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Utilise Our Body as a Blessing for the Others and Ourselves


By The Revd Fan Chun-ho 

        As organ donation is against the Chinese tradition that the body should remain whole after death, Hong Kong people generally show negative attitude towards organ donation. Then, how about the Christians in Hong Kong? Can they donate organs? Would it make their bodies incomplete to face God after death, affecting their resurrection? On 24 December 2007, Hong Kong Christians answered these questions by action – the Church recruited two thousand members to sign the organ donation card together, giving the best Christmas gift to Hong Kong. But what is the theological standpoint of these Christians to support organ donation?
        To explore this issue, we have to see what our role and mission are when God creates humans. We all know that humans are created by God according to His image. We are God’s co-worker to create and to manage everything on His behalf in the secular world. History, however, tells us that humans fail to perform their mission once and again due to greed and selfishness. Nonetheless, God has not changed humans’ mission as He has assigned. Arthur Peacocke, a theologian as well as a biochemist, thinks that humans who are still endowed with the Creator’s features should join hands with God’s co-worker to improve the well-being of all creatures with their gifted creativity. And this includes the medical research and development of organ donation because it is for the sake of human health, also our duty as God’s keeper in the world.
        Does it mean we should acknowledge all medical or scientific development which is beneficial to human beings? Jürgen Moltmann, a German theologian, believes that humans’ God-assigned mission to manage and to co-create is based on the mutual respect among all creatures basically as nobody shall talk about one’s dignity without respect of all the other creatures. Sharing the image of God, humans should love their fellow creatures with the Creator’s love. It is also God-endowed mission for humans to show their love and respect to other creatures for we are all created by God. Humans should thus respect, protect and love all God’s creation – this is also our act of love and respect to God.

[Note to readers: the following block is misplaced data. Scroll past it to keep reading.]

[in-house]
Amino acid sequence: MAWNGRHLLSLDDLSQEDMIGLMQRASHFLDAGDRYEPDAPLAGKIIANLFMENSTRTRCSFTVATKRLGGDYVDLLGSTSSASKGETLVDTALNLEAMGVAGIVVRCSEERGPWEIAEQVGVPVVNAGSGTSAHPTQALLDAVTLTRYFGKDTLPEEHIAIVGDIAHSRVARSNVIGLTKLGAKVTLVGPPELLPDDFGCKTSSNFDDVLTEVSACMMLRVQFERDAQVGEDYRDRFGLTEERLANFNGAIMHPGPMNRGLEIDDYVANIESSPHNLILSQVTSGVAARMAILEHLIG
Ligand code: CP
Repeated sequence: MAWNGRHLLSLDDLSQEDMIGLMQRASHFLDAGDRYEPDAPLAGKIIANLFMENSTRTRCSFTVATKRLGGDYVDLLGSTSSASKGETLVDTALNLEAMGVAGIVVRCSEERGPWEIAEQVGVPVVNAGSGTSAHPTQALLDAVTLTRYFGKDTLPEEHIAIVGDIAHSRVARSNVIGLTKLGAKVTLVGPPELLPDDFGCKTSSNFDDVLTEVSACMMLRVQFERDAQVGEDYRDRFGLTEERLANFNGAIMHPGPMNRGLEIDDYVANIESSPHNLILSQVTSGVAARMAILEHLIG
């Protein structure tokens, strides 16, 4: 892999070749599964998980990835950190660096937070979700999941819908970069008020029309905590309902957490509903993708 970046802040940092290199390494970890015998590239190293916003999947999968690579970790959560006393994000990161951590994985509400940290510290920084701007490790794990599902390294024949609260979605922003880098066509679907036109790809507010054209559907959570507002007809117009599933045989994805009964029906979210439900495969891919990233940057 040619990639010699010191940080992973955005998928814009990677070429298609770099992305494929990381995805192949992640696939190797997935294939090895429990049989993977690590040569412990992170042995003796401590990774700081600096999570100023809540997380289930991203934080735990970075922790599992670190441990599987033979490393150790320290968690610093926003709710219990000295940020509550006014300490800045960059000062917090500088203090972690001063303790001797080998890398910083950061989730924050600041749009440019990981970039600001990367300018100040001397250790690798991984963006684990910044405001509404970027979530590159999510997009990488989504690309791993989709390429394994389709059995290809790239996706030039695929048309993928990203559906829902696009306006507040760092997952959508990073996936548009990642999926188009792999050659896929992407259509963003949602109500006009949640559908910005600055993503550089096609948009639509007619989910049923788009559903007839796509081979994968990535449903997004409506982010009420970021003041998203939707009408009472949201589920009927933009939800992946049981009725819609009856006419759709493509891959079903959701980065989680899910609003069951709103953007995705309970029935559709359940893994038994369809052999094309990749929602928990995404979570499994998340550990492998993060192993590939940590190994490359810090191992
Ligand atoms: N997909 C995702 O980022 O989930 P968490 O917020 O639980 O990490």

For further elaboration, not only should we strive for advancements in medicine and science for the sake of humans and the world, we should also learn from Jesus Christ to help the others by sacrificing ourselves. Apart from creative thinking, we should worship and contribute to other people in the mercy of God. Organ donation gives us such an opportunity to offer the bodies of the deceased to the patients in need. “I can no longer use my body. Take it if you need it,” the deceased told the helpee. As for living organ donation, the donors said, “I am healthy, and I am willing to share my bodies with you as you are in emergency.” It is just like how the Christ sacrifices Himself as the blessing for us all. In the same vein, Christians can offer themselves to help other people by donating organs.
        However, will organ donation mix up our bodies for resurrection? From the nature of the Trinity, God is in the fellowship of love Himself. In the process of organ transplantation, people can break our barriers by giving and receiving organs for each other. Isn’t this “you in me and me in you” love fellowship a reflection of God’s image? Revived bodies ought to be an inter-related and heart-to-heart community. Let’s utilise our bodies as a blessing for the others and ourselves!

2011-04-06   更新
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